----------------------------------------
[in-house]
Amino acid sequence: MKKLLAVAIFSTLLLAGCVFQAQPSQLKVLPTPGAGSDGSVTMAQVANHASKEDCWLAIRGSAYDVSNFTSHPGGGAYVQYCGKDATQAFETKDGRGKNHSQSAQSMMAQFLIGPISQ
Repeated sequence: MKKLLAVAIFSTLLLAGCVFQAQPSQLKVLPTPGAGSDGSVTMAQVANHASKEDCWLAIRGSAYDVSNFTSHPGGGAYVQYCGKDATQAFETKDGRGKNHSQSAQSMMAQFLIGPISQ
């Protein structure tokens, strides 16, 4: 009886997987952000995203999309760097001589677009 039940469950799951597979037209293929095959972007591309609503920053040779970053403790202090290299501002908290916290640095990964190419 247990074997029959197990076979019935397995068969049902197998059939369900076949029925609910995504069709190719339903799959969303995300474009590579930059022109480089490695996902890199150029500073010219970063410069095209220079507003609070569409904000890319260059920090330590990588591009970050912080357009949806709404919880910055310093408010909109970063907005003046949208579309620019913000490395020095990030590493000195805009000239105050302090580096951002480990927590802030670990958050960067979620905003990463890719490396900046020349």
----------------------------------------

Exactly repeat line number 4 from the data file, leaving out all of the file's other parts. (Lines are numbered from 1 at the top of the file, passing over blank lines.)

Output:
């Protein structure tokens, strides 16, 4: 009886997987952000995203999309760097001589677009 039940469950799951597979037209293929095959972007591309609503920053040779970053403790202090290299501002908290916290640095990964190419 247990074997029959197990076979019935397995068969049902197998059939369900076949029925609910995504069709190719339903799959969303995300474009590579930059022109480089490695996902890199150029500073010219970063410069095209220079507003609070569409904000890319260059920090330590990588591009970050912080357009949806709404919880910055310093408010909109970063907005003046949208579309620019913000490395020095990030590493000195805009000239105050302090580096951002480990927590802030670990958050960067979620905003990463890719490396900046020349």